Gallery Players discovers a resourceful modern woman in a classic drama
PUBLISHED: 08:15 15 October 2017 | UPDATED: 08:15 15 October 2017
Far From The Madding Crowd is a Victorian classic but as David Henshall finds out a new stage version written by Olivier-award-winng Jessica Swale reveals it to be a story filled with surprisingly contemporary characters
You only have to hear the name Thomas Hardy to be carried instantly deep into a lovely, ancient, unchanging English countryside that glows and echoes in practically every thought he expresses. This is particularly true of Far From the Madding Crowd, one of his most popular novels.
It features one of literature’s most attractively named characters, Bathsheba Everdene, and the three men who vie for her affections. It was in the top 50 of the BBC’s Big Read, the search for the nation’s best-loved novel, has been filmed twice and now Gallery Players have found what they regard as the perfect theatre adaptation to stage at the Sir John Mills Theatre. It is a production in which music will play a particular part.
Independent and spirited, Bathsheba, arrives in Weatherbury to take up her position as a farmer on a large estate and her bold presence draws three very different suitors: the gentleman farmer Boldwood, the soldier-seducer Sergeant Troy and the devoted shepherd Gabriel Oak.
Each of them, in contrasting ways, unsettles her decisions, complicates her life and tragedy ensues, threatening the stability of the whole community. Hardy’s novel of swift passion and slow courtship is imbued with his evocative descriptions of rural life and landscapes - and with unflinching honesty about sexual relationships.
In the novel he introduces the semi-fictional region of Wessex (although it has been more recently re-introduced by the royal creation of Prince Edward as the Earl of Wessex). Hardy took Wessex from ancient history, the designation of an extinct kingdom ruled over by Alfred the Great, and turned it into the partly real, partly dream-country that unifies his tales about South West England.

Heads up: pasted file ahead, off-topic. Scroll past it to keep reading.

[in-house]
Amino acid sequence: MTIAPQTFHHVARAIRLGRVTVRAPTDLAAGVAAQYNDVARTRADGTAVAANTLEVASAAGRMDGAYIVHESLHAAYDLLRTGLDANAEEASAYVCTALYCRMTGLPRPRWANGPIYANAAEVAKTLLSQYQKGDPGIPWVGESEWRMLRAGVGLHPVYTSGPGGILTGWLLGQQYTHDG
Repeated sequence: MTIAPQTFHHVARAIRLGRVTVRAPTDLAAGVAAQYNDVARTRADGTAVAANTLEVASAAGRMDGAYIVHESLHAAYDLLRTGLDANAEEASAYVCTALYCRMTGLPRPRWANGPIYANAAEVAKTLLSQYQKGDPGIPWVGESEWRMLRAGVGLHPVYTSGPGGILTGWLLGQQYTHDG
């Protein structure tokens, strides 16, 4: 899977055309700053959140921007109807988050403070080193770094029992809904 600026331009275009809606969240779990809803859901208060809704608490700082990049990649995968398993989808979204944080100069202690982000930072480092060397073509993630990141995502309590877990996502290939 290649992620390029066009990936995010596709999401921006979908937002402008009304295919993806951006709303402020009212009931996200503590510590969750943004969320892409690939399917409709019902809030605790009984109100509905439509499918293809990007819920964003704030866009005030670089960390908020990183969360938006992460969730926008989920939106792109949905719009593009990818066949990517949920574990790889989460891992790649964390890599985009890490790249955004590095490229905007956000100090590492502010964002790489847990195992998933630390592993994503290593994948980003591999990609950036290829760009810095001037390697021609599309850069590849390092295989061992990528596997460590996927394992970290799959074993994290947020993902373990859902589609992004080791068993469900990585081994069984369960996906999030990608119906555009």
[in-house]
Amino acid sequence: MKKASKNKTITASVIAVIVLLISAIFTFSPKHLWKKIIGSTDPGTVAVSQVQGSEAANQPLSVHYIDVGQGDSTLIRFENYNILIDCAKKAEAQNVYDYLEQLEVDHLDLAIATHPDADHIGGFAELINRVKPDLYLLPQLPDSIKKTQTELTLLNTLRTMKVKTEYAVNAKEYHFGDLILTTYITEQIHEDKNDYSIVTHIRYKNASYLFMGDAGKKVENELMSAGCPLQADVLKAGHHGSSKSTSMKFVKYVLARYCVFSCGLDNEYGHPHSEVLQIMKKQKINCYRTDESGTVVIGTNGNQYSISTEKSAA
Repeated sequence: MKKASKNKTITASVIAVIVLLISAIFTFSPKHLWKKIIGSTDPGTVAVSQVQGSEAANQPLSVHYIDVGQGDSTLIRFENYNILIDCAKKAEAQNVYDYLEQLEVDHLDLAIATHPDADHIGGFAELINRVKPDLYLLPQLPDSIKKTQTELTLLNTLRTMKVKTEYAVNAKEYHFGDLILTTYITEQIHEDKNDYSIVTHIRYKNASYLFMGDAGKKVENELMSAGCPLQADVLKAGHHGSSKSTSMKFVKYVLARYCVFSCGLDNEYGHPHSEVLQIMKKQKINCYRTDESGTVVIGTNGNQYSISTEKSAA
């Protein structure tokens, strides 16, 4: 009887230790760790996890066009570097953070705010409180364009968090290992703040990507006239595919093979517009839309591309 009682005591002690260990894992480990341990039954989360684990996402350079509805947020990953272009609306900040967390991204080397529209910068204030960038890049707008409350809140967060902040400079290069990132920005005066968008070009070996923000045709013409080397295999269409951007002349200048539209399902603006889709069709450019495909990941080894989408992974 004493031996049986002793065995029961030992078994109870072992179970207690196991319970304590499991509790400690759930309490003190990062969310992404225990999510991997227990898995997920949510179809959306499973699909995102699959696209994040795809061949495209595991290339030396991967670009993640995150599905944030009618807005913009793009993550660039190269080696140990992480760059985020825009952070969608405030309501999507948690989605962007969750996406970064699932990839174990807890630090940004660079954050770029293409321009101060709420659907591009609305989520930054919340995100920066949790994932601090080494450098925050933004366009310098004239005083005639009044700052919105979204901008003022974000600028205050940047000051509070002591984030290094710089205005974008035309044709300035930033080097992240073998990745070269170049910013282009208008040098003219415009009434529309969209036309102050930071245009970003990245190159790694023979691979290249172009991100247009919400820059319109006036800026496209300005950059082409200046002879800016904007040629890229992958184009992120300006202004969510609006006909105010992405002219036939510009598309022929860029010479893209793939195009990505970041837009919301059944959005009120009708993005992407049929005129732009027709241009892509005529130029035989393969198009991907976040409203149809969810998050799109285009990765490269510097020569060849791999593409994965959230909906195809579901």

The title of the book he borrowed from Thomas Gray’s 1751 poem, Elegy Written in a Country Churchyard, to suggest the rural remoteness of his story – “Far from the madding crowd’s ignoble strife.” And “madding” is an old word meaning “frenzied” rather than maddening.
Helen Clarke is directing for Gallery Players and says she is amazed that a Victorian male novelist should have created such a proud, intelligent female character as Bathsheba – a woman who is determined to live an independent life on her own terms.
“It is extraordinary that in 1874 he should put in her mouth a statement like, ‘It is difficult for a woman to define her feelings in a language chiefly made by men to express theirs.’ Bathsheba is by no means a perfect romantic character. She is impulsive, at times selfish, but she always strives to be better – and that’s what makes her so compelling.”
There have been several stage adaptations of Far From The Madding Crowd, “but the one that stood out is the one we’re using by award-winning playwright Jessica Swale. Her version captures both the cyclical rhythms and traditions of rural life, and the often-painful emotions of people struggling to find their way in life. It contains humour and truth and the sort of people you might bump into today, which is incredibly powerful.”
Inspired by the National Theatre’s great staging of War Horse, Helen Clarke approached local musician and composer Emily Bennett about including some original music in her production, “We were so fortunate she said yes and came on board. She has written some absolutely beautiful music that perfectly evokes the countryside, the weather and the rural year – and we have some wonderful actor musicians to embed it into the play.”
Leanne Wilcox has the iconic role of Bathsheba with Dafydd Westacott as Gabriel Oak, Ben Maytham as Sgt Francis Troy and Thomas Haigh as William Boldwood. Other members of the cast play multiple characters as well as weighing in with music on guitar, cello, viola, accordion, tambour, penny whistle and trumpet.
Stage designer Dave Borthwick has created some of the animals needed to bring the story to life in a rather different and special blend of melody, puppetry and physical theatre.
Far From The Madding Crowd is at the Sir John Mills Theatre October 17 -21.Tickets: 01473 211498 and www.easternangles.co.uk